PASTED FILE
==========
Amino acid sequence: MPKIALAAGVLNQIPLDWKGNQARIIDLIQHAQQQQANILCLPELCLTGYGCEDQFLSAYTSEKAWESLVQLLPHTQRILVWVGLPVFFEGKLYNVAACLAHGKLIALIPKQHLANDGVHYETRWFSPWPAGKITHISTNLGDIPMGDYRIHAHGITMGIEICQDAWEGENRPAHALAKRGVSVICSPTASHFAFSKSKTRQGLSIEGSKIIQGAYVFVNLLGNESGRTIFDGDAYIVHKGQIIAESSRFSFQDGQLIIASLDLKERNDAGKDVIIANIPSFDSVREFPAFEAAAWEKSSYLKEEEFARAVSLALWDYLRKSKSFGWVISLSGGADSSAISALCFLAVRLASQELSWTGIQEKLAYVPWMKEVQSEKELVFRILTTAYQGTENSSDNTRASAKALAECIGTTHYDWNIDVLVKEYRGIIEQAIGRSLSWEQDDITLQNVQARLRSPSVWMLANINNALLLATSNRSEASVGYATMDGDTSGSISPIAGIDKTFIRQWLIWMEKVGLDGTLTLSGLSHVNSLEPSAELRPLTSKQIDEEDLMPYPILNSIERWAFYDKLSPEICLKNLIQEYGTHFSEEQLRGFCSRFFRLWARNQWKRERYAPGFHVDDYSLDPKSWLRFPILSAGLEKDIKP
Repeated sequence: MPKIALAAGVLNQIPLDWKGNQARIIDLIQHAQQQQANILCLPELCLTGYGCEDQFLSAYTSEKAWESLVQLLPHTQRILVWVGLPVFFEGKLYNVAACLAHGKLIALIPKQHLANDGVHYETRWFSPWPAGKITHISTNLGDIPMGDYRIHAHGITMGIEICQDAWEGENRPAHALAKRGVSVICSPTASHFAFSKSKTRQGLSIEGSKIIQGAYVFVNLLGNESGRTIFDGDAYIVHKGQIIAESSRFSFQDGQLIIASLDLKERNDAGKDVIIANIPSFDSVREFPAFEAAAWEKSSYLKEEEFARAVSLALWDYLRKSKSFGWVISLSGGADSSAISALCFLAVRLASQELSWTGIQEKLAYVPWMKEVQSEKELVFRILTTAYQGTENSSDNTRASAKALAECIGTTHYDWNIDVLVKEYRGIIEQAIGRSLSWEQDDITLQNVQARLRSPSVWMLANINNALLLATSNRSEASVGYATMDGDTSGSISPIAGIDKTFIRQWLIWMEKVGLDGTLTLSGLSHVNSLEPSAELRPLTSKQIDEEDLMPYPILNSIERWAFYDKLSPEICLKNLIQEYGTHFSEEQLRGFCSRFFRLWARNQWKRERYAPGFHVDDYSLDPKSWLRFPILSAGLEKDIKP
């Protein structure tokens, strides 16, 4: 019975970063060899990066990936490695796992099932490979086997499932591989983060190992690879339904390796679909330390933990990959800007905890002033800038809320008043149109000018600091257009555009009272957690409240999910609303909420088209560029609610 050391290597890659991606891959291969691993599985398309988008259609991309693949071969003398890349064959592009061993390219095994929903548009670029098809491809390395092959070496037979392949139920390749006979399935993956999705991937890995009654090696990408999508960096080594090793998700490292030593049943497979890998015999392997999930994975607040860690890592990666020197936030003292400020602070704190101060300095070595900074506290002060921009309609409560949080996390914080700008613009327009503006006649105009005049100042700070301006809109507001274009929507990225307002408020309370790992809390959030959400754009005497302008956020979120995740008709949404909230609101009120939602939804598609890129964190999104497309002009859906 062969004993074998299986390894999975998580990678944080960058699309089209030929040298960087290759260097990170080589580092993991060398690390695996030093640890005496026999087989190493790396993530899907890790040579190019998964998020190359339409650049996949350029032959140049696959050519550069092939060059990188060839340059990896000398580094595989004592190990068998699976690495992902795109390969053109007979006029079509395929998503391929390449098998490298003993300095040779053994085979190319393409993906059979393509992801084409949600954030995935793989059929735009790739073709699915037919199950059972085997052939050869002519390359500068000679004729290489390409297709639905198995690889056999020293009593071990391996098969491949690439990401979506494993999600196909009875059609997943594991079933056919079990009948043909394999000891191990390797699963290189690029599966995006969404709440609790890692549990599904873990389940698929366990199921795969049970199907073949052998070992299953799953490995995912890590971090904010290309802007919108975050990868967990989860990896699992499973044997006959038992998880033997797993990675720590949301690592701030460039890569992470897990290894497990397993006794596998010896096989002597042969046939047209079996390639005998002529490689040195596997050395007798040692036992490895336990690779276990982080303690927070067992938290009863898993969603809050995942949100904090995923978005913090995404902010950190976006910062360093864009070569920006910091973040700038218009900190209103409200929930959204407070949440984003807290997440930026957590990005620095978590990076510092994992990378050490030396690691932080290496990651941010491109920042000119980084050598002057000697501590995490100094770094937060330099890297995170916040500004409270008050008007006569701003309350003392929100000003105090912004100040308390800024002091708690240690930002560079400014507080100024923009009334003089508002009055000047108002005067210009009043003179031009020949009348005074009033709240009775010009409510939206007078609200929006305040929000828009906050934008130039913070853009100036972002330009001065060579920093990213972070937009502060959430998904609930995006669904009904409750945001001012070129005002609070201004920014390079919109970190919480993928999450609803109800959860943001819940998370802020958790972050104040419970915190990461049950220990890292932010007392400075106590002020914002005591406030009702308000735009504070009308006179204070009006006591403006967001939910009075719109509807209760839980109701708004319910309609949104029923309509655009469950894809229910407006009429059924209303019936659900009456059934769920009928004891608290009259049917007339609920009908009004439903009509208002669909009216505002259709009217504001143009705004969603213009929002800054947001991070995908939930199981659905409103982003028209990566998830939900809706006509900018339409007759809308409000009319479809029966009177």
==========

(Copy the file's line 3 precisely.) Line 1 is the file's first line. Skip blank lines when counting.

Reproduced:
């Protein structure tokens, strides 16, 4: 019975970063060899990066990936490695796992099932490979086997499932591989983060190992690879339904390796679909330390933990990959800007905890002033800038809320008043149109000018600091257009555009009272957690409240999910609303909420088209560029609610 050391290597890659991606891959291969691993599985398309988008259609991309693949071969003398890349064959592009061993390219095994929903548009670029098809491809390395092959070496037979392949139920390749006979399935993956999705991937890995009654090696990408999508960096080594090793998700490292030593049943497979890998015999392997999930994975607040860690890592990666020197936030003292400020602070704190101060300095070595900074506290002060921009309609409560949080996390914080700008613009327009503006006649105009005049100042700070301006809109507001274009929507990225307002408020309370790992809390959030959400754009005497302008956020979120995740008709949404909230609101009120939602939804598609890129964190999104497309002009859906 062969004993074998299986390894999975998580990678944080960058699309089209030929040298960087290759260097990170080589580092993991060398690390695996030093640890005496026999087989190493790396993530899907890790040579190019998964998020190359339409650049996949350029032959140049696959050519550069092939060059990188060839340059990896000398580094595989004592190990068998699976690495992902795109390969053109007979006029079509395929998503391929390449098998490298003993300095040779053994085979190319393409993906059979393509992801084409949600954030995935793989059929735009790739073709699915037919199950059972085997052939050869002519390359500068000679004729290489390409297709639905198995690889056999020293009593071990391996098969491949690439990401979506494993999600196909009875059609997943594991079933056919079990009948043909394999000891191990390797699963290189690029599966995006969404709440609790890692549990599904873990389940698929366990199921795969049970199907073949052998070992299953799953490995995912890590971090904010290309802007919108975050990868967990989860990896699992499973044997006959038992998880033997797993990675720590949301690592701030460039890569992470897990290894497990397993006794596998010896096989002597042969046939047209079996390639005998002529490689040195596997050395007798040692036992490895336990690779276990982080303690927070067992938290009863898993969603809050995942949100904090995923978005913090995404902010950190976006910062360093864009070569920006910091973040700038218009900190209103409200929930959204407070949440984003807290997440930026957590990005620095978590990076510092994992990378050490030396690691932080290496990651941010491109920042000119980084050598002057000697501590995490100094770094937060330099890297995170916040500004409270008050008007006569701003309350003392929100000003105090912004100040308390800024002091708690240690930002560079400014507080100024923009009334003089508002009055000047108002005067210009009043003179031009020949009348005074009033709240009775010009409510939206007078609200929006305040929000828009906050934008130039913070853009100036972002330009001065060579920093990213972070937009502060959430998904609930995006669904009904409750945001001012070129005002609070201004920014390079919109970190919480993928999450609803109800959860943001819940998370802020958790972050104040419970915190990461049950220990890292932010007392400075106590002020914002005591406030009702308000735009504070009308006179204070009006006591403006967001939910009075719109509807209760839980109701708004319910309609949104029923309509655009469950894809229910407006009429059924209303019936659900009456059934769920009928004891608290009259049917007339609920009908009004439903009509208002669909009216505002259709009217504001143009705004969603213009929002800054947001991070995908939930199981659905409103982003028209990566998830939900809706006509900018339409007759809308409000009319479809029966009177």